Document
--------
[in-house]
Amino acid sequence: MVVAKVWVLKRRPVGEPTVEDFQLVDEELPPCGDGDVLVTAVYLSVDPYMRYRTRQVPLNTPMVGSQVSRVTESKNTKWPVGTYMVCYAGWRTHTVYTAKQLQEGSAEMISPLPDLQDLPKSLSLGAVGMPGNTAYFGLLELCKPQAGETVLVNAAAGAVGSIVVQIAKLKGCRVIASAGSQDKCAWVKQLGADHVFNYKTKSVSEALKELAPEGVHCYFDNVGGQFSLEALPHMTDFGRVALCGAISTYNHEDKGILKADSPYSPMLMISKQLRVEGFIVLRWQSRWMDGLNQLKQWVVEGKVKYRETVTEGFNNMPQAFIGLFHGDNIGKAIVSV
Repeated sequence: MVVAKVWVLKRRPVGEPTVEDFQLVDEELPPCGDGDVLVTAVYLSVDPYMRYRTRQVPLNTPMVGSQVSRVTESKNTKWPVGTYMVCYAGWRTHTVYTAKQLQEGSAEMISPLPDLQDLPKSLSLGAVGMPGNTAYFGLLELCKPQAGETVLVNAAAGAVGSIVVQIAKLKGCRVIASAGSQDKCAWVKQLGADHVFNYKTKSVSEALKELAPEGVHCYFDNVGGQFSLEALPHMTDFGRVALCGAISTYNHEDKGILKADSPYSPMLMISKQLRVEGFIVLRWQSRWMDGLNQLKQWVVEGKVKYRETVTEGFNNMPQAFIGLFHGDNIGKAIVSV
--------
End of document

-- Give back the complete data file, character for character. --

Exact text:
[in-house]
Amino acid sequence: MVVAKVWVLKRRPVGEPTVEDFQLVDEELPPCGDGDVLVTAVYLSVDPYMRYRTRQVPLNTPMVGSQVSRVTESKNTKWPVGTYMVCYAGWRTHTVYTAKQLQEGSAEMISPLPDLQDLPKSLSLGAVGMPGNTAYFGLLELCKPQAGETVLVNAAAGAVGSIVVQIAKLKGCRVIASAGSQDKCAWVKQLGADHVFNYKTKSVSEALKELAPEGVHCYFDNVGGQFSLEALPHMTDFGRVALCGAISTYNHEDKGILKADSPYSPMLMISKQLRVEGFIVLRWQSRWMDGLNQLKQWVVEGKVKYRETVTEGFNNMPQAFIGLFHGDNIGKAIVSV
Repeated sequence: MVVAKVWVLKRRPVGEPTVEDFQLVDEELPPCGDGDVLVTAVYLSVDPYMRYRTRQVPLNTPMVGSQVSRVTESKNTKWPVGTYMVCYAGWRTHTVYTAKQLQEGSAEMISPLPDLQDLPKSLSLGAVGMPGNTAYFGLLELCKPQAGETVLVNAAAGAVGSIVVQIAKLKGCRVIASAGSQDKCAWVKQLGADHVFNYKTKSVSEALKELAPEGVHCYFDNVGGQFSLEALPHMTDFGRVALCGAISTYNHEDKGILKADSPYSPMLMISKQLRVEGFIVLRWQSRWMDGLNQLKQWVVEGKVKYRETVTEGFNNMPQAFIGLFHGDNIGKAIVSV